Since the merging of the IWGP Heavyweight and IWGP Intercontinental Championships, and the introduction of the IWGP World Heavyweight Title, there has been a lot of opposition to the change within the western New Japan fanbase. The reasons have varied, from the switch being wholly unnecessary to the new title having an…interesting look. But there’s one reason that people bring up that makes little sense to me. And as time has gone on and this point has been repeated over and over again, it’s actually started to annoy me. So I am writing this column to make one thing perfectly clear.
The lineage of a title does not mean nearly as much as you think it does.
Allow me to explain.
The WWE Intercontinental Championship has a lineage filled with pro wrestling legends, Hall of Famers, and icons of WWE history. Take your pick: Randy Savage, Ricky Steamboat, Ultimate Warrior, Shawn Michaels, Ahmed Johnson. The list goes on and on. But over time, the company stopped putting the title on guys that were on their way to the top of the cards. They leaned on the legacy of the title to make it matter when lesser stars like The Miz, Curtis Axel, and Jamaican-accented Kofi Kingston held it. And as a result, the title went from being a legitimate headlining championship to a mid-card belt that every new champion claims will have its former glory restored once they get going.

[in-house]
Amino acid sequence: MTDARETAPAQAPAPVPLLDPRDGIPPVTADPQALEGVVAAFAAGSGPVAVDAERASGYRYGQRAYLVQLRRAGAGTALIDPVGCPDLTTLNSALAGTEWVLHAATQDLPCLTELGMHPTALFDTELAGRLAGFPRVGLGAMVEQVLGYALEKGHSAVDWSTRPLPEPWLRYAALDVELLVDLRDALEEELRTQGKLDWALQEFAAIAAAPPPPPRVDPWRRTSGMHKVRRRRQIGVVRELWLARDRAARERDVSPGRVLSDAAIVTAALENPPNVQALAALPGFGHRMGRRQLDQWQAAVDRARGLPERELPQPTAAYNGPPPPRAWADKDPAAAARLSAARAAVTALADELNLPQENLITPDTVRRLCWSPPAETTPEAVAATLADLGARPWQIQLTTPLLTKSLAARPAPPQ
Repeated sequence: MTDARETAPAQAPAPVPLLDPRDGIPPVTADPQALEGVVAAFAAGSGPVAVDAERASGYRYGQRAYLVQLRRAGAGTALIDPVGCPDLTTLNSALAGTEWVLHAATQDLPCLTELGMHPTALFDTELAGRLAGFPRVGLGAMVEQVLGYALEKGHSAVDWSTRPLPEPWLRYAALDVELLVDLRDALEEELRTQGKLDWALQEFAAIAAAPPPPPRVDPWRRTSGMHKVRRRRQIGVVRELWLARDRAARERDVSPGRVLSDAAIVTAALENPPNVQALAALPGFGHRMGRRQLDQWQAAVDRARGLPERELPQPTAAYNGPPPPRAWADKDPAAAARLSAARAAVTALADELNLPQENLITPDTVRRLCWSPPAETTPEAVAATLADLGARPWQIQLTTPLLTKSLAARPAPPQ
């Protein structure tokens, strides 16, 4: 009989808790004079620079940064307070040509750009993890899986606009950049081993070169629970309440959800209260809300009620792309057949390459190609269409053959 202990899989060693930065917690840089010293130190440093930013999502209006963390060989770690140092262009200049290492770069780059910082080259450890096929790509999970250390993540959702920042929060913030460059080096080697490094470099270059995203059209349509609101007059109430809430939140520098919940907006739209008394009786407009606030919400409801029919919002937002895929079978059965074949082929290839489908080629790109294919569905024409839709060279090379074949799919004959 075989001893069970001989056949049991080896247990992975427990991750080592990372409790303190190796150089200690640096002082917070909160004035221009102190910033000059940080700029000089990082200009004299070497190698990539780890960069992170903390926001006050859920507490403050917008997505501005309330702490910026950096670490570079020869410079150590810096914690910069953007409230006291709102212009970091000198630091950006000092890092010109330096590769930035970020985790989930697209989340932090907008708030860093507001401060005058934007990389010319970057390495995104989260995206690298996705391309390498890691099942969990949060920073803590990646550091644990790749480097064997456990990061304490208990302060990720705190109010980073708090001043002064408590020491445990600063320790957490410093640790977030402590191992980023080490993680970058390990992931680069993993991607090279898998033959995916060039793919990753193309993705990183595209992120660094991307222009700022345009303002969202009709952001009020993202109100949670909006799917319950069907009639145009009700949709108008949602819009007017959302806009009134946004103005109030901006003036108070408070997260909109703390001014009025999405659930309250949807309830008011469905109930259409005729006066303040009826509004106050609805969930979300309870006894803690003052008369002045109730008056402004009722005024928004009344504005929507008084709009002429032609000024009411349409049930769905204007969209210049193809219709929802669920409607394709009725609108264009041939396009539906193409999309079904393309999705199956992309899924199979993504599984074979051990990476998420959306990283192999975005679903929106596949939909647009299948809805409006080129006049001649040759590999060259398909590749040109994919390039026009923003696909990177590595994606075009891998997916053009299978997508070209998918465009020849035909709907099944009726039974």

There’s an old cliché, “The man makes the title,” and it’s true. The Intercontinental Title mattered because men who mattered held it. It rang true for the IWGP Heavyweight Championship, it rang true for the IWGP Intercontinental Championship, and it currently rings true for the IWGP World Heavyweight Championship.
The first defense of the IWGP World Heavyweight Championship was at Sakura Genesis 2021. It saw 2-time G1 winner and Wrestle Kingdom main eventer Kota Ibushi defend against 2-time Best of the Super Junior winner and the holder of the New Japan Cup Will Ospreay.
After Ospreay won the title, he challenged multiple-time Wrestle Kingdom main eventer Kazuchika Okada to a title match, only to be interrupted and challenged by one of the best wrestlers of his generation and former NEVER Openweight Champion in Shingo Takagi.
Four wrestlers who matter are fighting at the top of important shows in the New Japan schedule for this supposedly meaningless championship.
There are valid reasons to dislike the changing of the top title in New Japan. I agree that it was a needless change. I agree that the new World Heavyweight Title belt doesn’t compare to the V4 Heavyweight Championship, which is one of the best-looking titles in wrestling history. But bringing up the lineage of the old title will not get me on your side.
The men make the titles, and New Japan certainly has the men to make this title.